Australian Aboriginal Central Desert Bullroarer
Australian Aboriginal Central Desert Bullroarer
Australian Aboriginal Central Desert Bullroarer
Australian Aboriginal Central Desert Bullroarer

Australian Aboriginal Central Desert Bullroarer

1800 to 1900 Australia

Offered by Finch & Co

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An Australian Aboriginal Central Desert Bullroarer Incised on Both Sides with a Geometric Design and Painted with Red Ochre
19th Century

Size: 87cm long, 10.5cm wide - 34ΒΌ ins long, 4 ins wide
NOTE: Now Sold
Similar items required for stock
Provenance:
Ex Michael Hamson, USA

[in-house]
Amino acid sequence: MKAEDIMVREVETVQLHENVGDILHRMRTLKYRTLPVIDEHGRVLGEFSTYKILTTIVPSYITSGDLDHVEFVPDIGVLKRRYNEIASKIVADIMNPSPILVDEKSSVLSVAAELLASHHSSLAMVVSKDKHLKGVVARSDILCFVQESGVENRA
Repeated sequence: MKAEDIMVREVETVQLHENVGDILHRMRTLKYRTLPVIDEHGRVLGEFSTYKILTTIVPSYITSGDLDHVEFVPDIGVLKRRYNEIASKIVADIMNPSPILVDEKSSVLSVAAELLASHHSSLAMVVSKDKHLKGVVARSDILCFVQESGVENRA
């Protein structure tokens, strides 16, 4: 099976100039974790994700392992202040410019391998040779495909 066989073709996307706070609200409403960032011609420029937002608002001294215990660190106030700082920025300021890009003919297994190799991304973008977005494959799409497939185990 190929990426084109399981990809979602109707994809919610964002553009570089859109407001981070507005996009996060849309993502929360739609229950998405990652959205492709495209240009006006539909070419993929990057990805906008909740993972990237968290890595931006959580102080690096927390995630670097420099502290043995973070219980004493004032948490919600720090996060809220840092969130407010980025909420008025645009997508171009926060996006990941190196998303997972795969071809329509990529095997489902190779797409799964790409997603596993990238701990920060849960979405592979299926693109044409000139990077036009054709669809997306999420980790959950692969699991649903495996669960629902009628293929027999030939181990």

Ex Private Belgian collection
Bullroarers are very similar to sacred churinga boards, but have a small hole drilled through one end which enables it to be whirled around by means of a string tied through it. This produces a loud humming sound which by aboriginal women is believed to be the voice of a dangerous spirit.
The Australian aborigines attribute magical powers to their sacred objects and the emotional impact of this is very strong, particularly on young men passing through initiation ceremonies. When a youth leaves boyhood behind and becomes a man he must undergo, according to the locality in which he lives, sacred ordeals such as circumcision, subincision or the knocking out of some of his teeth. It is then the elders of the tribe whirl the bullroarers. The loud moaning and humming noise they make represents the voice of a spirit and is a warning to women and uninitiated youths that a sacred ceremony is taking place and that they must keep away.
Medium
Wood
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